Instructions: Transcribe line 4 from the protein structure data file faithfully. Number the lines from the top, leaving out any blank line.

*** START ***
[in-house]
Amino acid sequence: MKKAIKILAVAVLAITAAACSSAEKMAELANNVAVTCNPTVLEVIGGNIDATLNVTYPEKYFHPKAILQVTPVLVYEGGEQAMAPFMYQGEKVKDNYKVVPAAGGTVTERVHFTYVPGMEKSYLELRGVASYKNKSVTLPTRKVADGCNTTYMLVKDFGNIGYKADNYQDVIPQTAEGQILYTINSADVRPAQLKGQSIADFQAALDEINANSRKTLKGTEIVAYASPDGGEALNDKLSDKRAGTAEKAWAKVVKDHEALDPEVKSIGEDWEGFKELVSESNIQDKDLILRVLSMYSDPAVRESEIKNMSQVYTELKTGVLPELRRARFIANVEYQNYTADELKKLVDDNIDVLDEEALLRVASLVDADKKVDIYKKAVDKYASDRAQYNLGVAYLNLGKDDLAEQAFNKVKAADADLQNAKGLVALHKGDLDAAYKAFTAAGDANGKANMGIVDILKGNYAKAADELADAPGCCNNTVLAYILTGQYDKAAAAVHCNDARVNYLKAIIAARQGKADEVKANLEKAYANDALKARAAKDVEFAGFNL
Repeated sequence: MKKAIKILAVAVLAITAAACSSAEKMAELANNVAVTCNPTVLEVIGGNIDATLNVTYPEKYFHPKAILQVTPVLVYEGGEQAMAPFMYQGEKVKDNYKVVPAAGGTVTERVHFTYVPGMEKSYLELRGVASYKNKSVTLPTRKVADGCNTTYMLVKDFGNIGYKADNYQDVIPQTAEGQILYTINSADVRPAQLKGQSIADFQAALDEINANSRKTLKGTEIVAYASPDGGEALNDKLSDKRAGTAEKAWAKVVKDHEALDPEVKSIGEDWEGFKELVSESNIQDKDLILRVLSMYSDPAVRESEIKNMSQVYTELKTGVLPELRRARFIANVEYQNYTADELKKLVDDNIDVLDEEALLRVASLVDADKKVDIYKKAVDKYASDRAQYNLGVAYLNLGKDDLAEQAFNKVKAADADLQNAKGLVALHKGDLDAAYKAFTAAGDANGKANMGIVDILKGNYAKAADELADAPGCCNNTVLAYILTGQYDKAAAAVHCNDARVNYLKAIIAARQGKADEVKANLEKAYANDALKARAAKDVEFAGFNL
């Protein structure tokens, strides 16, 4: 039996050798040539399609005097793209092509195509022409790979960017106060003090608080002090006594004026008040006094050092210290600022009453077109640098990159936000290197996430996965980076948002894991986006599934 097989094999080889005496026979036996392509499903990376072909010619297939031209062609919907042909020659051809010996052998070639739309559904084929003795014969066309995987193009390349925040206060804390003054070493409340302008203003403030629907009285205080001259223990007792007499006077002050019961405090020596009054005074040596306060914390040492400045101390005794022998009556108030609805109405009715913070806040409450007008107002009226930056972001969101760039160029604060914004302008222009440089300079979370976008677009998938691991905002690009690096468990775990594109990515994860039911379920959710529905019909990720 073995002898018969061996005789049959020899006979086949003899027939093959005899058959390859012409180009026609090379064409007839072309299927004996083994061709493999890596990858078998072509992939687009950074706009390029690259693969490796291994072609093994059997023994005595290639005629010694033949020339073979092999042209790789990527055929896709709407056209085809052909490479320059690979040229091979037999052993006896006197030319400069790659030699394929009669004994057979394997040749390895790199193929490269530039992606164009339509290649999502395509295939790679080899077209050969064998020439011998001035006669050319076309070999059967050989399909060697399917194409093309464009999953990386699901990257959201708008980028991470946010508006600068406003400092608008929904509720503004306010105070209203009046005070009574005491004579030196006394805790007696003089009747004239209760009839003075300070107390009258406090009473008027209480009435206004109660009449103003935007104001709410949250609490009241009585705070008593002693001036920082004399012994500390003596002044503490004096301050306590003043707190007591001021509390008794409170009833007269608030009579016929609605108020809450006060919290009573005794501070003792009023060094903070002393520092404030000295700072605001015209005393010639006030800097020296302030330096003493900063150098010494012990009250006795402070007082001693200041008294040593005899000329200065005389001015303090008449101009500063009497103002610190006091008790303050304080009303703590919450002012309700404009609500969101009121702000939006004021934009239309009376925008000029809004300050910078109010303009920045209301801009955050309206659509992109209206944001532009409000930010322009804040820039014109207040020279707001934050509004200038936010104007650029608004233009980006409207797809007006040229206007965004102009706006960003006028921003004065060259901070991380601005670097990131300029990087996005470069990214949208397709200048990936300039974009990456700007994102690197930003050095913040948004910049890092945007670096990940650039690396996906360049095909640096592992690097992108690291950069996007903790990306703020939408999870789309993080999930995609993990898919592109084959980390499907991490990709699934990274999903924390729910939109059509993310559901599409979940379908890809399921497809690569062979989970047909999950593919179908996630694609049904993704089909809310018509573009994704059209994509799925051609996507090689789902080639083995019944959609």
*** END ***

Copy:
């Protein structure tokens, strides 16, 4: 039996050798040539399609005097793209092509195509022409790979960017106060003090608080002090006594004026008040006094050092210290600022009453077109640098990159936000290197996430996965980076948002894991986006599934 097989094999080889005496026979036996392509499903990376072909010619297939031209062609919907042909020659051809010996052998070639739309559904084929003795014969066309995987193009390349925040206060804390003054070493409340302008203003403030629907009285205080001259223990007792007499006077002050019961405090020596009054005074040596306060914390040492400045101390005794022998009556108030609805109405009715913070806040409450007008107002009226930056972001969101760039160029604060914004302008222009440089300079979370976008677009998938691991905002690009690096468990775990594109990515994860039911379920959710529905019909990720 073995002898018969061996005789049959020899006979086949003899027939093959005899058959390859012409180009026609090379064409007839072309299927004996083994061709493999890596990858078998072509992939687009950074706009390029690259693969490796291994072609093994059997023994005595290639005629010694033949020339073979092999042209790789990527055929896709709407056209085809052909490479320059690979040229091979037999052993006896006197030319400069790659030699394929009669004994057979394997040749390895790199193929490269530039992606164009339509290649999502395509295939790679080899077209050969064998020439011998001035006669050319076309070999059967050989399909060697399917194409093309464009999953990386699901990257959201708008980028991470946010508006600068406003400092608008929904509720503004306010105070209203009046005070009574005491004579030196006394805790007696003089009747004239209760009839003075300070107390009258406090009473008027209480009435206004109660009449103003935007104001709410949250609490009241009585705070008593002693001036920082004399012994500390003596002044503490004096301050306590003043707190007591001021509390008794409170009833007269608030009579016929609605108020809450006060919290009573005794501070003792009023060094903070002393520092404030000295700072605001015209005393010639006030800097020296302030330096003493900063150098010494012990009250006795402070007082001693200041008294040593005899000329200065005389001015303090008449101009500063009497103002610190006091008790303050304080009303703590919450002012309700404009609500969101009121702000939006004021934009239309009376925008000029809004300050910078109010303009920045209301801009955050309206659509992109209206944001532009409000930010322009804040820039014109207040020279707001934050509004200038936010104007650029608004233009980006409207797809007006040229206007965004102009706006960003006028921003004065060259901070991380601005670097990131300029990087996005470069990214949208397709200048990936300039974009990456700007994102690197930003050095913040948004910049890092945007670096990940650039690396996906360049095909640096592992690097992108690291950069996007903790990306703020939408999870789309993080999930995609993990898919592109084959980390499907991490990709699934990274999903924390729910939109059509993310559901599409979940379908890809399921497809690569062979989970047909999950593919179908996630694609049904993704089909809310018509573009994704059209994509799925051609996507090689789902080639083995019944959609």